Date Visited: 15 December 1995
JTEC/WTEC Attendees: K. Narayanan (report author), P. Fussell
Prof. Takeo Nakagawa
Prof. Takeshi Kishinami
Prof. Nakagawa went over this in substantial detail at the afternoon general discussion. The notes here from the morning one-on-one meeting may repeat that discussion.
Prof. Nakagawa comes into rapid prototyping technology with a prior background in machining. He has extensive leading-edge research in high-speed machining pushing the CBN as a tool, and he also invented cast iron grinding wheels for novel electrolytic assist grinding. Consistent with his expertise, Prof. Nakagawa views future opportunities for rapid tooling to be in high-speed machining. He sees the difference of market forces between the U.S. aerospace/defense-driven and Japanese consumer products/mass production-driven forces leading to Japan needing rapid prototyping to keep up with rapid model changes in fields such as electronics. He does not see powder technology meeting the rapid tooling needs of higher than current machining accuracy.
There are about 5 Japanese organizations with overlapping interests in rapid prototyping:
A colleague of Prof. Kishinami, Narahara, does resin property characterization. No resin research is carried out by Prof. Nakagawa.
Prof. Nakagawa is interested in the area of auto body modeling. Laminated Al sheets brazed together is a material system that has appeal over zinc alloy because the product is stronger and lighter. Prof. Nakagawa has research interest in both simulation and modeling of sheet metal forming. He observed that MIT Prof. David Hardt's approach is interesting, and he sees the need to use sheets thicker than 5 mm for economy. He sees the limitations of the laminated rapid tooling approach being that cuts below 45° are not possible. He sees wire EDM as useful for blanking but too slow for forming tools. Over all lamination approaches it has advantages for permitting larger-size work, but it is not suited for sharp corner details like embossing.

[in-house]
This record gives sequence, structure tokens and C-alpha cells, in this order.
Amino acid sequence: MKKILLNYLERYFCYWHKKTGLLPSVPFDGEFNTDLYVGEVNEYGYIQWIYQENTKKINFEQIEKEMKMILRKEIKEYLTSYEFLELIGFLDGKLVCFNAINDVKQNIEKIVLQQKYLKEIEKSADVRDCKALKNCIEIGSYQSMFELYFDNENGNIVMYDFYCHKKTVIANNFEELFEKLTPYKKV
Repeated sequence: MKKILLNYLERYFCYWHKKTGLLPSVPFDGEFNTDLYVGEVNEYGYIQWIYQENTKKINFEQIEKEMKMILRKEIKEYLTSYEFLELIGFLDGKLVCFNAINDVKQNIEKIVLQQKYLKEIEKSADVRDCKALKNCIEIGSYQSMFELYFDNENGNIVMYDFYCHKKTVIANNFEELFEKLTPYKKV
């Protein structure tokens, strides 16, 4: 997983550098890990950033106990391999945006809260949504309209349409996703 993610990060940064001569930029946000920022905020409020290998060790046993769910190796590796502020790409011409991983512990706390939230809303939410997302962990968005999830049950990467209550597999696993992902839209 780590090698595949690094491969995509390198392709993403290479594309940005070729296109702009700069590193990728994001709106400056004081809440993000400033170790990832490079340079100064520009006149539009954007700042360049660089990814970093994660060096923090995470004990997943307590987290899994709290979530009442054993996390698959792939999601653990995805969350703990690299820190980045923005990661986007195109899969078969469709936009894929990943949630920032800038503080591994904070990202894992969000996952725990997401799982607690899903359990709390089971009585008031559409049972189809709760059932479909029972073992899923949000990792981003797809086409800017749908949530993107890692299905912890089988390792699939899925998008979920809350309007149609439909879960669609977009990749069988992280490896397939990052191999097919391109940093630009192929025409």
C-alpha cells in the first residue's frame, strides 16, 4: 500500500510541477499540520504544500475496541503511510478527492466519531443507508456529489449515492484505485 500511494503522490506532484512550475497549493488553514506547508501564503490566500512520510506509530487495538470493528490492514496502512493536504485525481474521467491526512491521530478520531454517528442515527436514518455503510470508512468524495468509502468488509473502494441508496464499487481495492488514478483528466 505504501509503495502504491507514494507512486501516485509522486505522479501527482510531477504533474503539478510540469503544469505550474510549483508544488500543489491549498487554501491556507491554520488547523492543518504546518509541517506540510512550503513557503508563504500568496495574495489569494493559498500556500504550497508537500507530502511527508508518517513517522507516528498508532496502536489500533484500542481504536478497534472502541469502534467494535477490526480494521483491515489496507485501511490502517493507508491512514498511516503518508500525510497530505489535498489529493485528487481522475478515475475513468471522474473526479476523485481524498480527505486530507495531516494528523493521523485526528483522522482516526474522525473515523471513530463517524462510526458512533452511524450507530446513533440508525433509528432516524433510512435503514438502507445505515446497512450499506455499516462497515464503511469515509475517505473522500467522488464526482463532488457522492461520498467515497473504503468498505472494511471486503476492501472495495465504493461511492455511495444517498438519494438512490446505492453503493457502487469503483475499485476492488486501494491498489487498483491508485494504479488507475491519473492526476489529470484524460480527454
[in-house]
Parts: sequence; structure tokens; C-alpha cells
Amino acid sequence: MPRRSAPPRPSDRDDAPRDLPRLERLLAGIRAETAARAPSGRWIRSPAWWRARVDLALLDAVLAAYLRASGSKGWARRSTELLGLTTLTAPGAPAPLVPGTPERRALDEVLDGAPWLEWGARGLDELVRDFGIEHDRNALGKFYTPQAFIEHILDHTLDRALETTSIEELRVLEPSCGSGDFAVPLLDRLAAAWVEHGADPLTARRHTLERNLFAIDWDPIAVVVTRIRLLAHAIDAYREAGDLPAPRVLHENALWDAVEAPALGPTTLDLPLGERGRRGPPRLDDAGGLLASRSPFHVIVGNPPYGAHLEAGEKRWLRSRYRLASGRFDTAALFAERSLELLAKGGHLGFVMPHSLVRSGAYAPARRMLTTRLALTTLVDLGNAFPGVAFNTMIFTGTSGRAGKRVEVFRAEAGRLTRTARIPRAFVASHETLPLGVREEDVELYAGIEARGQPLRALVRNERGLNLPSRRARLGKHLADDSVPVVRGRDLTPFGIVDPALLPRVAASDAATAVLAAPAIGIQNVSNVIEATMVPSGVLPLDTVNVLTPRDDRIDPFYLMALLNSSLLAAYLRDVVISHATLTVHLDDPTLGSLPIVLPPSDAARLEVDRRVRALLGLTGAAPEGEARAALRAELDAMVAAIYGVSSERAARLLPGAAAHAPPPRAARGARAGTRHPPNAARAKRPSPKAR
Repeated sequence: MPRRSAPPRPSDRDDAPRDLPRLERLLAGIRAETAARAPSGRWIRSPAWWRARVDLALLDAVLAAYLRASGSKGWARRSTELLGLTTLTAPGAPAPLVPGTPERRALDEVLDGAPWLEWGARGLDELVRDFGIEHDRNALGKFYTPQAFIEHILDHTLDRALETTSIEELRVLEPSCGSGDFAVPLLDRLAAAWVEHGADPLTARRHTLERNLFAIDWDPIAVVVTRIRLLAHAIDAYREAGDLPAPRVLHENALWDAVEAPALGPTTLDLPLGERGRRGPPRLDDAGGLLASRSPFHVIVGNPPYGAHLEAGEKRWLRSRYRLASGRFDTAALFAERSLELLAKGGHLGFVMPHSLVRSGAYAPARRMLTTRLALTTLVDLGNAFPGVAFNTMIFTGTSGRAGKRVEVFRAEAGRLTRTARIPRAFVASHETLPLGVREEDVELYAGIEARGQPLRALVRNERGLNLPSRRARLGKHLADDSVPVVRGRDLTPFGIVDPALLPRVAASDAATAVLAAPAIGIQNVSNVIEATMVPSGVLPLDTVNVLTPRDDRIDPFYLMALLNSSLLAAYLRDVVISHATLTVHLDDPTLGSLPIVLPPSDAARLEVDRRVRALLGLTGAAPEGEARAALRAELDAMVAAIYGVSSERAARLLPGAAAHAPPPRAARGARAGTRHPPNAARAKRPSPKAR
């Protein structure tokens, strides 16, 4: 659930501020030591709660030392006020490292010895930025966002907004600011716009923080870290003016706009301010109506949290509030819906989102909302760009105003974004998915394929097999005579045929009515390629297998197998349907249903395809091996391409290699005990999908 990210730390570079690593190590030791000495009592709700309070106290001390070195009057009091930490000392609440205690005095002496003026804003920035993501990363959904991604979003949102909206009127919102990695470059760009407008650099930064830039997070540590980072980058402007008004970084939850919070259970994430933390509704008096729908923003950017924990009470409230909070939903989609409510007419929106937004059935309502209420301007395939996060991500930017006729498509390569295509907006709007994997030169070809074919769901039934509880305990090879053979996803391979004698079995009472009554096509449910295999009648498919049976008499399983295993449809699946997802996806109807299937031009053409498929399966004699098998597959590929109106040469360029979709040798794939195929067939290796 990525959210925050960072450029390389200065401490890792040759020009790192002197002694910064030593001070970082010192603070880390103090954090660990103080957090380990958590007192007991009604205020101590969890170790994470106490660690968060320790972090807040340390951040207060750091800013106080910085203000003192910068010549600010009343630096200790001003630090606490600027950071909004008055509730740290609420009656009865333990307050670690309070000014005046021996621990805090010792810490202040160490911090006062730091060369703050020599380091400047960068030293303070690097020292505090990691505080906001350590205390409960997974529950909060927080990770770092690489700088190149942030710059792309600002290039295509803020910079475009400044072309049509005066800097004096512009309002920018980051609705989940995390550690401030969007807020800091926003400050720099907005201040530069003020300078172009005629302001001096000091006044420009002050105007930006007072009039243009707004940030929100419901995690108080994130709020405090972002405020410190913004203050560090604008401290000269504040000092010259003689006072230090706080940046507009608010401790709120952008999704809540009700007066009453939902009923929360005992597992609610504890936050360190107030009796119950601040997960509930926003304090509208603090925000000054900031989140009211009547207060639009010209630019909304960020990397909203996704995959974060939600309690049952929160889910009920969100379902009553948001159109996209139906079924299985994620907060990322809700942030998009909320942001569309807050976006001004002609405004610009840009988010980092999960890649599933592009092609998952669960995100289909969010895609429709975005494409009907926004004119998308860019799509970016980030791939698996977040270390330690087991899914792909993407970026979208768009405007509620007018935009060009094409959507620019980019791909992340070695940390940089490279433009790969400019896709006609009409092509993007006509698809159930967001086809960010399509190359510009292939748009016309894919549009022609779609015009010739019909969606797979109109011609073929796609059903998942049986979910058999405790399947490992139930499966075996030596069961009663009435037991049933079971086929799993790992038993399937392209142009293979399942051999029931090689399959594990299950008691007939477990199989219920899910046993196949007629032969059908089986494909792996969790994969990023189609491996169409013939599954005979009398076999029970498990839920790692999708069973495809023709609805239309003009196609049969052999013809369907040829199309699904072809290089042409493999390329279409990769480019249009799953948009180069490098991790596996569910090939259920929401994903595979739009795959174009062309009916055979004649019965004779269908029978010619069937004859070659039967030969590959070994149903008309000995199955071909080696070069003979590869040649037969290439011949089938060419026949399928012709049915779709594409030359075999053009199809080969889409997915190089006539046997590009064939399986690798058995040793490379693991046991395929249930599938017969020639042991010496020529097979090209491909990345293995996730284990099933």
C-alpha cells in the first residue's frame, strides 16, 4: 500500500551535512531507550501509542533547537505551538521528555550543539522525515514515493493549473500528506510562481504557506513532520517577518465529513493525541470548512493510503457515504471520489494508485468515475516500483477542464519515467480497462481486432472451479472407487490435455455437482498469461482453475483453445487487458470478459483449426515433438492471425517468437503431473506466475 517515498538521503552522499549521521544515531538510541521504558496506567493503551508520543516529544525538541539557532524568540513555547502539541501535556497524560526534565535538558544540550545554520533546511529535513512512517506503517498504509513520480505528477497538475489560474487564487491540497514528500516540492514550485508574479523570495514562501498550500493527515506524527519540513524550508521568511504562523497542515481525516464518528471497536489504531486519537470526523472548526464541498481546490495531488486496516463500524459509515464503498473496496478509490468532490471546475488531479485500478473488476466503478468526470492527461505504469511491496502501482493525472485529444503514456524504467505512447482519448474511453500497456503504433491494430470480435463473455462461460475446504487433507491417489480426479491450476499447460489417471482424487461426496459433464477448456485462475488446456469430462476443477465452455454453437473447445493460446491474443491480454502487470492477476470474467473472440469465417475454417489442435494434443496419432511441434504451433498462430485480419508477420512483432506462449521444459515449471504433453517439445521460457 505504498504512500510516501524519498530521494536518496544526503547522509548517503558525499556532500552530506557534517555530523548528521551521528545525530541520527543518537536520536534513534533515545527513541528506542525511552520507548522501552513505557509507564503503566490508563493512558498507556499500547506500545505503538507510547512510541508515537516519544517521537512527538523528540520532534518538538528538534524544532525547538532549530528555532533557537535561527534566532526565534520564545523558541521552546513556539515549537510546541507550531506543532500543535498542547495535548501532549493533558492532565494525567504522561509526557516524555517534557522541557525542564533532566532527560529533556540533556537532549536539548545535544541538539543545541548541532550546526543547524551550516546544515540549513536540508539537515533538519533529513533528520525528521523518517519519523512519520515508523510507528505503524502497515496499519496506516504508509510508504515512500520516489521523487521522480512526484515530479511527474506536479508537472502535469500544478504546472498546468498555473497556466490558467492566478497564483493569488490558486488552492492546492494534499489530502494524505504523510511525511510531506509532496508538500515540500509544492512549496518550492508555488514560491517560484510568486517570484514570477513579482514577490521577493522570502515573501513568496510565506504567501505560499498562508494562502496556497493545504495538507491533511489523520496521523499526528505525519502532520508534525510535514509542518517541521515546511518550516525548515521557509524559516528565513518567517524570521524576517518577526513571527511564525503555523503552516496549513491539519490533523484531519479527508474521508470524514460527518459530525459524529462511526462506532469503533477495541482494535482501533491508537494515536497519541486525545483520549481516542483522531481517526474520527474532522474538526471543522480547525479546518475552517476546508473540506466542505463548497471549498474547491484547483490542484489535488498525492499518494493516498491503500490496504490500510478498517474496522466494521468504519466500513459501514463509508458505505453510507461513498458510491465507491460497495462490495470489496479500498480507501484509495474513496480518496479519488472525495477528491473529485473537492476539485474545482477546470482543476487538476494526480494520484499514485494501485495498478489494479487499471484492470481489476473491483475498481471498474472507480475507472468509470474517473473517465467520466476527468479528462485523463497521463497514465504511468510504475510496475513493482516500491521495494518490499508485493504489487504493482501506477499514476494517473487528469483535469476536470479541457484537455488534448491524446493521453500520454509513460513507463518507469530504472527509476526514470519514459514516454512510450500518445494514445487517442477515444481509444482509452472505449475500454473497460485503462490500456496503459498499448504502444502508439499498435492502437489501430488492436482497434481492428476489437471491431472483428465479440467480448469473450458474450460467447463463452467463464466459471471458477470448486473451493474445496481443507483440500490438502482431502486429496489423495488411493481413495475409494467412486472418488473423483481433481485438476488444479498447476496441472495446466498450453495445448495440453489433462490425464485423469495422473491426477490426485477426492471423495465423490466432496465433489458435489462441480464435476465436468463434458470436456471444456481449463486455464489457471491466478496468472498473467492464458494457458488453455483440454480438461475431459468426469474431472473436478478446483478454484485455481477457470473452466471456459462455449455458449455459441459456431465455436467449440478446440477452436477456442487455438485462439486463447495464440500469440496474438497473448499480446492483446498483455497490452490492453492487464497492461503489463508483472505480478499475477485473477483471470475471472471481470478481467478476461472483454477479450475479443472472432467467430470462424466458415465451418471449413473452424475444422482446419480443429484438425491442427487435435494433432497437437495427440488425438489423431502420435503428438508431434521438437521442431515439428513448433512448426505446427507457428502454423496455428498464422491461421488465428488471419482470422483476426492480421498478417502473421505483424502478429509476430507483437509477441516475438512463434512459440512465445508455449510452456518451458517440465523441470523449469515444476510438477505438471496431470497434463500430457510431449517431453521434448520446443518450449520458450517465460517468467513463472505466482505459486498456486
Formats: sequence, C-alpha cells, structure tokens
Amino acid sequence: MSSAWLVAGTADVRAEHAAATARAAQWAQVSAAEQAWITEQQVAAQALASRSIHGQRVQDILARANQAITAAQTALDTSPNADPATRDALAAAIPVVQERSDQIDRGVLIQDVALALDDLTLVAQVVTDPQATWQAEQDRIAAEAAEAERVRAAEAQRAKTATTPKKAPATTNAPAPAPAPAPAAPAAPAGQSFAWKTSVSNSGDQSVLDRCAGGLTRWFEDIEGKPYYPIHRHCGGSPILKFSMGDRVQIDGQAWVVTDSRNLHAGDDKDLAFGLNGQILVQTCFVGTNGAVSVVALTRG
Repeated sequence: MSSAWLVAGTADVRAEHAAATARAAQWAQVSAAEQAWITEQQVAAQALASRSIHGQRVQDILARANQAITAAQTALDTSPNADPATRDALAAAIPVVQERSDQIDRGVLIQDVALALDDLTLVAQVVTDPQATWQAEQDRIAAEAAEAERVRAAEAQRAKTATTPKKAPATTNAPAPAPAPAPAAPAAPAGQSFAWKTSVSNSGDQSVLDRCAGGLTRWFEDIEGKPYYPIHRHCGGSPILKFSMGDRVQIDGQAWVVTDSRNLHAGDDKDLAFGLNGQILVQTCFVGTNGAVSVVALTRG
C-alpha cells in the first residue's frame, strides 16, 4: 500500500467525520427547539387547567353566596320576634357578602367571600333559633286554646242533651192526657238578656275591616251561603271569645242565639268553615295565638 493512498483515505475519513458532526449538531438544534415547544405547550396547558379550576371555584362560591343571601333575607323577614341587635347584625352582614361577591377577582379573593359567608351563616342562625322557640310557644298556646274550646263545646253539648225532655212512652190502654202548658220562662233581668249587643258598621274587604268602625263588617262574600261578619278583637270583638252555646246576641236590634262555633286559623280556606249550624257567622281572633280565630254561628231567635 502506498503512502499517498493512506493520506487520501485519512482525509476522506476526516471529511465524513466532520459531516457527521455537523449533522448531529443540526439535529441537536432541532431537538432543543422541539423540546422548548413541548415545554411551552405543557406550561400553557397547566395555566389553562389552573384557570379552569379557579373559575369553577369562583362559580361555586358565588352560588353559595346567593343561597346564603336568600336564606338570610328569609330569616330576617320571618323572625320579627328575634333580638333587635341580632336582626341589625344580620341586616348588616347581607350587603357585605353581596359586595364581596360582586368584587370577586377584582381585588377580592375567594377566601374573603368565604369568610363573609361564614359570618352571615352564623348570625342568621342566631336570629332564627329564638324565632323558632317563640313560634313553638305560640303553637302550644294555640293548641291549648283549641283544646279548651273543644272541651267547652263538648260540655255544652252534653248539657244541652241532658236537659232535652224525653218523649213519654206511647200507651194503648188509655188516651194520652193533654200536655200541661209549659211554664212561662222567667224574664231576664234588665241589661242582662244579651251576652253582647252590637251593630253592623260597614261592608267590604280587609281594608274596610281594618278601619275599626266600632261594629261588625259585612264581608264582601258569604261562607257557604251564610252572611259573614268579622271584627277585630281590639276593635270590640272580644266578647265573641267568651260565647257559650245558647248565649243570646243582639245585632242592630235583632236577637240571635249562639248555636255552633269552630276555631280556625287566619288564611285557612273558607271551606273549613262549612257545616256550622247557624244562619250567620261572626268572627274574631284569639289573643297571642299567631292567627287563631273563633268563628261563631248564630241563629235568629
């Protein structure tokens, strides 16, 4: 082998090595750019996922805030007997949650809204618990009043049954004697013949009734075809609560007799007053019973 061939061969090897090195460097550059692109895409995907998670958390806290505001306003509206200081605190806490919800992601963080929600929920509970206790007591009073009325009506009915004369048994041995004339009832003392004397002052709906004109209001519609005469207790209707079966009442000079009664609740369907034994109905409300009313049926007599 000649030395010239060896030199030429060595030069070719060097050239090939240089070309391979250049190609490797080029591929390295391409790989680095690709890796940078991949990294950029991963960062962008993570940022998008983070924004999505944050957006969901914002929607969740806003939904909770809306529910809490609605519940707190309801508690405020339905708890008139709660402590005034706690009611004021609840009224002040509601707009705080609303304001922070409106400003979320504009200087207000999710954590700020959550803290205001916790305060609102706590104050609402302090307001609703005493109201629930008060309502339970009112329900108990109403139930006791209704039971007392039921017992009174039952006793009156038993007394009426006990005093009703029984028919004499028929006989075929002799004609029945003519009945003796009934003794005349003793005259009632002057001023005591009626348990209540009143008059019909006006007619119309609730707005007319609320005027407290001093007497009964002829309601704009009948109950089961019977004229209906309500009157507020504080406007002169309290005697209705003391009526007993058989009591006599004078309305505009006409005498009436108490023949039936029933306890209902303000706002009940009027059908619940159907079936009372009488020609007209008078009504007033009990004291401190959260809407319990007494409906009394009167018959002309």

Prof. Nakagawa sees ceramics as a niche market; however, he has brought a materials scientist into his group to come up with a rapid ceramic shell for a slip casting process. A traditional plaster mold can make 20 or 30 parts, but accuracy decreases with use. The competitive rapid rubber molds lack permeability for slip casting. He has developed a special ceramic, but due to its proprietary nature, he did not want to get into details.
Prof. Kishinami's research interest is primarily in the software area. He is active in ISO 184 automation. He is working with the STEP community on application protocols and shape models. He is interested in the data format to replace STL, which has many problems. Another area of research interest is deformation simulation RP-FEM, for example, shrinkage.
One of the original SOUP machines is in the lab used for research purposes, and there is a desktop machine at Rikken, the other campus. Due to U.S. patents there is a reluctance to do machine research. Prof. Nakagawa nevertheless has some ideas for a new machine, but he felt it was too early to discuss them; he hoped to present them in 1996.
We wish to thank Professors Nakagawa and Kishinami for their frank discussions and their generous hospitality.